Have you been to Southern Spain? If so, you've likely heard of Coca. No, it's not a soft drink but a savory flatbread hailing from Mallorca. We're recent transplants from New York (we moved here to start a private chef business) and it's pretty much our favorite part of Mallorca (aside from the beaches, the people, and the history). At its best, a Coca is a crisp olive oil-dough topped with seasonal vegetables.
But, before we get into it, you should know its background. Usually, it's made for big parties, family events, what have you, and they kick of with this slice of local flavor! And, usually, coca dough is made with pork fat, but I love using flavorful extra virgin olive oil instead as it makes a more tender crust. Oh, and around here, we use a whole wheat (aka xeixa flour) that is locally milled from anancient wheat, only found in Mallorca, it adds a very rich, nutty flavor and, well, is super particular to Mallorca. If you can't find it (you likely won't), don't worry, because white whole wheat flour will do in a pinch.
Around late spring time the markets in Mallorca are stocked with local ingredients tha range from artichokes, asparagus, swiss chard, to baby zucchini flowers. They are at the height of freshness and combine to form a lighter take on this dish usually made from rich sun ripened tomatoes and peppers in the summer. Any combination of toppings can be used, as long as you have a nicely balanced crust and only use a great young, verdant olive oil!
plus more for garnish, divided
divided, plus more to taste
peeled, trimmed, and finely chopped
minced or grated
touch stems removed
cleaend and ends trimmed
For the dough: Combine the 4 cups of bread flour, 1 cup of white whole wheat flour, 1 cup of olive oil, water, 1 egg, and 1 1/2 teaspoons of hte kosher salt in the bowl of a stand mixer with the paddle attachment, and mix until dough comes together and pulls away from the side of the bowl, abotu 10 minutes. Place doug in an oiled bowl, cover with plastic wrap, and set aside while you assemble the sauce and toppings, at least 30 minutes.
You can also kneed the dough by hand until the same consistency. The dough can be made through this step or even parbaked (see below) up to 2 days ahead.
For the artichoke bechamel: Bring a medium saucepan of salted water to a boil over high heat. Meanwhile, trim and clean the artichokes until only the hearts remain. Add the artichoke hearts to the water and boil until knife tender, about 10 minutes. Drain the artichokes then set aside. While artichokes are boiling, heat the milk in the microwave or in a small saucepan until just hot. Melt the butter in another medium saucepan over medium low. When the butter foams, add half of the chopped shallot, season with 1 teaspoon of the salt and pepper, and cook until translucent and soft, about 2 minutes. Sprinkle the remaining 1/4 cup of flour over the melted butter then whisk until all the flour has been incorporated and the flour taste has cooked off, about 3 minutes.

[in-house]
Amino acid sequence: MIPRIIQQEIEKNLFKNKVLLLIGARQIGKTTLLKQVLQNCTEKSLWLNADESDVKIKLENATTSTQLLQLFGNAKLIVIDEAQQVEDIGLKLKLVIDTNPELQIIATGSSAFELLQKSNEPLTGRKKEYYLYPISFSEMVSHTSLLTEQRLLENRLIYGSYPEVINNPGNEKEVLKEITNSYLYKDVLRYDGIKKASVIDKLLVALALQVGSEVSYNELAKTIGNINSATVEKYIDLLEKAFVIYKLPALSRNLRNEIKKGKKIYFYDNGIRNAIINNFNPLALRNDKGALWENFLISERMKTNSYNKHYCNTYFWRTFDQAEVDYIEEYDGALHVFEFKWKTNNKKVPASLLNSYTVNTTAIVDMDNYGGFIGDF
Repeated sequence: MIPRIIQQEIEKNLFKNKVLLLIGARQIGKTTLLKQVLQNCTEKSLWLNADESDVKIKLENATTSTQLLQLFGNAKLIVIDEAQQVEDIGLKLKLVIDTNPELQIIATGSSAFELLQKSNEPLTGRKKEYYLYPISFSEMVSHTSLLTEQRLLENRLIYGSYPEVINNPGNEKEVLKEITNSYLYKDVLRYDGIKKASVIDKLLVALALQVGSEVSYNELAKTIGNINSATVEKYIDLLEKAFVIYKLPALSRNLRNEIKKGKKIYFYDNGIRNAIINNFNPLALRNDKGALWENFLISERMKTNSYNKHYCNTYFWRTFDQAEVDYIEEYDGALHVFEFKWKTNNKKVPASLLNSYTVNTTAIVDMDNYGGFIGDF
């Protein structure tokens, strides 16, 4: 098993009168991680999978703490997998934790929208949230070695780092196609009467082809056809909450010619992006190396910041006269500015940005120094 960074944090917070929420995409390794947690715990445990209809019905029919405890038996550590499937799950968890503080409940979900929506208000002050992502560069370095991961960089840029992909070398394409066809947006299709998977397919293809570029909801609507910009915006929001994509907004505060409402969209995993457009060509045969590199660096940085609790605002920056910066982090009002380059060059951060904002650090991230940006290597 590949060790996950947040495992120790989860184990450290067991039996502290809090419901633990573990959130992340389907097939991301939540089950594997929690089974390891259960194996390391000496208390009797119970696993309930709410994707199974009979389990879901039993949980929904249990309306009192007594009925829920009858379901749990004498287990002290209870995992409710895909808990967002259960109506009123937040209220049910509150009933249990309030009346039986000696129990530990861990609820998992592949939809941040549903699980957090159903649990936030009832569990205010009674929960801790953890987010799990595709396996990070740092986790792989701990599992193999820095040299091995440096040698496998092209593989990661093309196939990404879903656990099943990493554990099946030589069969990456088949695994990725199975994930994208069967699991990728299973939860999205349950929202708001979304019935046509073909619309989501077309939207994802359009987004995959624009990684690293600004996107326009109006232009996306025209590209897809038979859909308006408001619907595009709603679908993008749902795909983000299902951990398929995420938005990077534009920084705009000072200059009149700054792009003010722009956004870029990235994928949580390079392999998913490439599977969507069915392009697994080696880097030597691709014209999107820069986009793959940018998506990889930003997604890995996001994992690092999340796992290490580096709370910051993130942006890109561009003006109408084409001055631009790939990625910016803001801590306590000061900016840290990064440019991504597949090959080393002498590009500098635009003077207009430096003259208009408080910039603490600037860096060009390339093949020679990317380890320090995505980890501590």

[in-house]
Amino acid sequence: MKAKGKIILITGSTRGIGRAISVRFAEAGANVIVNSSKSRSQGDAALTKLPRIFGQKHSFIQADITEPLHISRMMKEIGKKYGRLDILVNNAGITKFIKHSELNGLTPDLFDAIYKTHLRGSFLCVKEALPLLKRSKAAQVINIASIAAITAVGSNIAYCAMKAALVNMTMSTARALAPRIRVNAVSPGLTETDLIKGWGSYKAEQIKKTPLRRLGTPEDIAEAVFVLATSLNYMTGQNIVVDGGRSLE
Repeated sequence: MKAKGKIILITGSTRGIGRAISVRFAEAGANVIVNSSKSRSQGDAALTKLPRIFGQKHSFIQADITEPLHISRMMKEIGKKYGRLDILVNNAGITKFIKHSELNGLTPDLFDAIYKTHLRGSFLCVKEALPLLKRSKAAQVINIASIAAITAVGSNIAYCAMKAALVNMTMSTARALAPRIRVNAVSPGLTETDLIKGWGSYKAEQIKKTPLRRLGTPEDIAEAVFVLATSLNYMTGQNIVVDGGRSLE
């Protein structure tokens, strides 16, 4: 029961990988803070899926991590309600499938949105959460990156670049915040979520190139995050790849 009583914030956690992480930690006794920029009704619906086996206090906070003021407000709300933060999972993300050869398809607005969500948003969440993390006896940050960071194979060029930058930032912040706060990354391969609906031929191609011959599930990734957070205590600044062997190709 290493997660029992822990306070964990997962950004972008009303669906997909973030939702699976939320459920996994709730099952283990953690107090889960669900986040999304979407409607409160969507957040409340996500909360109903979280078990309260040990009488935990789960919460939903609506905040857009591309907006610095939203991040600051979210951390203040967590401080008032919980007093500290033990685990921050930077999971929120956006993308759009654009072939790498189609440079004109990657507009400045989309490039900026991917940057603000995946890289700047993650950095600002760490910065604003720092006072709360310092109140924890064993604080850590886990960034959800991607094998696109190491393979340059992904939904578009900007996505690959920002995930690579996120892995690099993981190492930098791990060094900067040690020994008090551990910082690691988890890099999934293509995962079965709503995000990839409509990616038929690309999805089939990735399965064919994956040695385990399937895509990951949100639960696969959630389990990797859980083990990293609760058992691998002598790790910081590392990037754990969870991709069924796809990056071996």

For tips on cleaning the artichokes, check this tutorial out. The sauce can be made through this step then stored refrigerated in an airtight container up to 2 days ahead.
Whisk in the warm milk, add the bay leaf and thyme leaves, and continue whisking until the mixutre comes to a simmer. The sauce is thick enough when you draw your finger across the spoon and it leaves a mark through the sauce that does not run back in on itself. Remove the sauce from heat and discard the bay leaf. Mash the cooked artichokes until smooth then mix into the reserved white sauce. Taste and add more salt and pepper as desired.
Assembly: When ready to bake the coca, heat the oven to 400°F and arrange a rack in the middle. Place the dough on a lightly floured surface, then, using a lightly floured rolling pin, roll the dough to a 1/2-inch thickness. Coat a quarter sheet pan with a thin coating of olive oil then press the pressing the dough into the pan, leaving an overhang. Trim the edge of the dough so there it a 1/2-inch overhang, then, using a sharp pair of scissors, cut the dough at an 1/8-inch intervals to create a decorative edge. Bake the crust until it is just set and the edges are starting to get golden brown, about 15 minutes.
You can blanch the chard and saute the vegetables up to 2 days ahead of time. Store refrigerated in an airtight container until ready to use.
Meanwhile, bring a small saucepan of water to a boil then blanch the stemmed chard until just wilted, about 10 seconds. Set aside to drain then finely chop. Meanwhile, heat the remaining 1 tablespoon of olive oil in a medium frying pan over medium heat. When the oil shimmers, add the remaining shallots and garlic and cook until soft and just starting to color, about 5 minutes. Add the chard and asparagus and just cook until the asparagus is bright green, about 2 minutes. Add the paprika (if using) and the parsley, season with salt and freshly ground pepper, and set aside.
Remove the crust from the oven then spread the white sauce evenly along the inside of the baked crust. Arrange the chard-asparagus mixture over the artichoke sauce then drizzle with olive oil and season with sea salt and pepper. Return to the oven and bake until the bechamel is set, about 10 to 15 minutes. Remove coca from the oven, top with zucchini blossoms, cut into 8 to 12 pieces, and serve.
Food styling and photography by Aida Mollenkamp